August 20, 2016

A big dream for squatters in squalor

Typically, everyone dreams to be better nourished, to be better educated, to enjoy better health and to have better economic prospects. It is the responsibility of governments, especially democratic ones, to enable their citizens to realize these dreams. In this regard, our government has room to improve.
Removing squatters from their homes by force is absolutely against the government’s commitment to eradicating poverty and developing rural communities. No profession is nobler than statesmanship. No responsibility is greater than statesmanship. It is, therefore, necessary for all statesmen to be aware that the root cause of bad governance is the failure to put people at the centre of what they do.
It is clear that one of the primary responsibilities of the government is to serve the needs and hopes of citizens across the country, with no discrimination on the grounds of race, gender or religion. All elected representatives are required to swear a solemn oath that they will respect the dignity and worth of their fellow citizens and promote human rights while dedicating themselves to the undertaking of better standards of living.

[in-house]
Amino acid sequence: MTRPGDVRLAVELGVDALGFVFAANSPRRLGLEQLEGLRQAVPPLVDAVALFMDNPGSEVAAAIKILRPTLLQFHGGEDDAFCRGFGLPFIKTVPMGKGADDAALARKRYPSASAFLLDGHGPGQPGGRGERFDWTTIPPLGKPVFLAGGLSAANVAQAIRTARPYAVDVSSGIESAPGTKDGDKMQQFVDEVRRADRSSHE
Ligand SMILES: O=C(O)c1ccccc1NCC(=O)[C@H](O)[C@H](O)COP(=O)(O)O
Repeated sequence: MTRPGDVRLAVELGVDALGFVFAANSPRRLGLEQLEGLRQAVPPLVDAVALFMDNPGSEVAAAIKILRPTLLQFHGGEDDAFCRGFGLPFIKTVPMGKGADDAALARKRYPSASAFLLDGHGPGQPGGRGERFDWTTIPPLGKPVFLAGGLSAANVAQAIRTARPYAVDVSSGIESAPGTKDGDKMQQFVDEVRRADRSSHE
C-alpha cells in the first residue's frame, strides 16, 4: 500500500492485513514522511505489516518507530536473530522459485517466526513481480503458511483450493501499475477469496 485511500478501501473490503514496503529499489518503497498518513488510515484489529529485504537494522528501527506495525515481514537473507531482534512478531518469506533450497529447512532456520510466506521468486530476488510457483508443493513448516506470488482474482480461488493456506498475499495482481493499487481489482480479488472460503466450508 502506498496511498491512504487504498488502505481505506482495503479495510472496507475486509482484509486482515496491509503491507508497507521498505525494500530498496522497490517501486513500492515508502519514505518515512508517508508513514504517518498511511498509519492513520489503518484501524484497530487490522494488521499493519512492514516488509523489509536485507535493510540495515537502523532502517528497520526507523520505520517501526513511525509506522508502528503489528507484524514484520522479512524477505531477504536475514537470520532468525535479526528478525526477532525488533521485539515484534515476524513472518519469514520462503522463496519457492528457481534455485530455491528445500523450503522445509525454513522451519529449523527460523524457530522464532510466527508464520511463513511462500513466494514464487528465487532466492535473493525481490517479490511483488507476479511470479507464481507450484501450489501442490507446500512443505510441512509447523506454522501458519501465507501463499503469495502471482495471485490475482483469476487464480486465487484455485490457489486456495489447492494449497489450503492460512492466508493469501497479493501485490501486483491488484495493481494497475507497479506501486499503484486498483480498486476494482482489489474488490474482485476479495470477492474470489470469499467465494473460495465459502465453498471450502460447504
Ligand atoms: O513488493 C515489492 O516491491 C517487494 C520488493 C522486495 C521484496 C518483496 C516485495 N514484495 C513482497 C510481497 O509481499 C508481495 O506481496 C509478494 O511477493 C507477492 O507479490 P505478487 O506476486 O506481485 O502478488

It is encouraging to see the recent initiative to provide rental housing to squatters along the Ayeyawady River in Mandalay Region. The project signals the commitment of the local administrative bodies to the fight against poverty.  According to the Mandalay City Development Committee, the low-cost housing project is under construction for migrant workers living in slums along the river.
The project is said to include the construction of 22 six-storey buildings, with 1,584 rooms in total. Each room measures 10 feet by 20 feet and contains a bathroom, a toilet and a bedroom. The rooms will have to be rented by lot for K30,000 (US$23) per month, as the applicants outnumber the available rooms. Over 1,800 people have applied so far. Low-cost rental housing should be hailed as a a move to fulfil the dream of squatters living in squalor. The government should build upon these efforts and improve on them until all squatters have their basic human needs satisfied.


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